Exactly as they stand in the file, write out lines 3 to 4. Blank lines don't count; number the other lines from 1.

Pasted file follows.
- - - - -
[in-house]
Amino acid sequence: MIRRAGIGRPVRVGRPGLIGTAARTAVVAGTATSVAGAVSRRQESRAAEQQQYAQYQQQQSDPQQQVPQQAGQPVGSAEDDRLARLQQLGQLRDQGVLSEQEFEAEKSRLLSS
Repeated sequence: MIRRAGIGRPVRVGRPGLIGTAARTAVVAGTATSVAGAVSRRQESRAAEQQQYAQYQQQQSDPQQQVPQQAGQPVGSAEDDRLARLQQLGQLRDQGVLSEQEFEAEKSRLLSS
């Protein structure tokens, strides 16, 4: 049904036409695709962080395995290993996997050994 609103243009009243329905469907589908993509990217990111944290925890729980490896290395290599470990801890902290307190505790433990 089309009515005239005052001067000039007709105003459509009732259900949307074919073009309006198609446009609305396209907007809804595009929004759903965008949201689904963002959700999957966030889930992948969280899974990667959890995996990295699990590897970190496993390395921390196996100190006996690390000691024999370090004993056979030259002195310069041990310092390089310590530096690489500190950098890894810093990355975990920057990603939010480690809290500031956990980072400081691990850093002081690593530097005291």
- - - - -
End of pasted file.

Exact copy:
Repeated sequence: MIRRAGIGRPVRVGRPGLIGTAARTAVVAGTATSVAGAVSRRQESRAAEQQQYAQYQQQQSDPQQQVPQQAGQPVGSAEDDRLARLQQLGQLRDQGVLSEQEFEAEKSRLLSS
């Protein structure tokens, strides 16, 4: 049904036409695709962080395995290993996997050994 609103243009009243329905469907589908993509990217990111944290925890729980490896290395290599470990801890902290307190505790433990 089309009515005239005052001067000039007709105003459509009732259900949307074919073009309006198609446009609305396209907007809804595009929004759903965008949201689904963002959700999957966030889930992948969280899974990667959890995996990295699990590897970190496993390395921390196996100190006996690390000691024999370090004993056979030259002195310069041990310092390089310590530096690489500190950098890894810093990355975990920057990603939010480690809290500031956990980072400081691990850093002081690593530097005291």